Reena takes Mansi to her hotel for coffee afterwards. It turns out she is a madam and has surreptitiously invited a wealthy customer, Mr Dutt (Navin Nischol), for Mansi to have sex with in exchange for payment. “Main apne aap ko rok nahi payi,” (“I couldn’t stop myself,”) Mansi says later of the encounter.
When Mansi returns home, shocked at what she has done, and enters the shower fully clothed, she stops in a moment of practicality and takes out the money from her blouse to put it in a dry spot before getting back teary-eyed into the shower. While Amar remains absorbed in his philosophical treatise on the nature of love, in his fan-like posse of students, in his exploration of tribal customs in which men trade in women with money, Mansi’s encounters continue.
However, things implode when Reena starts coming to the house because Mansi, overcome with guilt and shame, starts avoiding her. Also, one of Amar’s fan-students overhears Reena and Mansi in a hotel lobby. An awkward resolution of the dilemma takes place as Amar’s student, now Mansi’s ally, lays the truth out before him as a hypothetical dilemma. Should her husband accept the misguided wife back, the student asks? Amar responds, perhaps knowingly, that relationships are not about forgetting or forgiving, but about understanding why people do the things they do.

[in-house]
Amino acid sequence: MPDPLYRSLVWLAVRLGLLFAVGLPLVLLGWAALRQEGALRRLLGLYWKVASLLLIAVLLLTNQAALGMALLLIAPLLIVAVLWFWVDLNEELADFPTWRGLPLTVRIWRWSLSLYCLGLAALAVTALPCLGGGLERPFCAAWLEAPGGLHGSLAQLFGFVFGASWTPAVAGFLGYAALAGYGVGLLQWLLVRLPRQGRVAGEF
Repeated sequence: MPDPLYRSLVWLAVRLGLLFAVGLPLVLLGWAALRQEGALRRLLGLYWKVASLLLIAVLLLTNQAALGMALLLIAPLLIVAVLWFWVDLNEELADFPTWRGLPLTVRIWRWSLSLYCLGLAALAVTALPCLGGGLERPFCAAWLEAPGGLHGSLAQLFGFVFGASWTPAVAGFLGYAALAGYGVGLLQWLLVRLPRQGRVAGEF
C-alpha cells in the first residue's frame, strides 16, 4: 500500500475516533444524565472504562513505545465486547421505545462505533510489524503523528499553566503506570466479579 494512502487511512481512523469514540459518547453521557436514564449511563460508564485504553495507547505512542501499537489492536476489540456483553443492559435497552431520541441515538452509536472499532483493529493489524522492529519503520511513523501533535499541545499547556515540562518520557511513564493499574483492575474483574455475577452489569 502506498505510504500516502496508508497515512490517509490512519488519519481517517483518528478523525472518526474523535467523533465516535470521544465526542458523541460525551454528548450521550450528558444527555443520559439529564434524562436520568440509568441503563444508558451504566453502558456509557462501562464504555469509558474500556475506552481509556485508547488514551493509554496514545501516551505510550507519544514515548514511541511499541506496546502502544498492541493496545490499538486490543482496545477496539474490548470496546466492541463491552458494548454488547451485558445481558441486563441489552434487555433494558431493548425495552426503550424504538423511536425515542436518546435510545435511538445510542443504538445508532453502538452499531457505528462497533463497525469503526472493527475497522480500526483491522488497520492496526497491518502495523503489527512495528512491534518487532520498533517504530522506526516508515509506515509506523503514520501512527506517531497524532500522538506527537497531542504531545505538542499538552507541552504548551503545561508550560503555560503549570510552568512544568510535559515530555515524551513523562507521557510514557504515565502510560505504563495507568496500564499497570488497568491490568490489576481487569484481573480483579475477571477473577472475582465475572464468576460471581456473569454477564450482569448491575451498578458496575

For many of us careening to adulthood at the time, these films pushed us to confront our own biases. They asked us to stand in Diane and Mansi’s shoes and ask ourselves, what would we have done? Would we spend one night with a man (Robert Redford, no less) for a million dollars? Would we be able to resist the option that opened up to Mansi? And the truth of it was that this was a difficult question to answer.
It was a difficult question to answer because the films nudged us to think differently of sex, sexuality, and money. Both Gage and Dutt were decent and respectful of the women in the process of paid sex. Aastha… had pleasure-filled erotic scenes in the process of paid sex, not violence or coercion.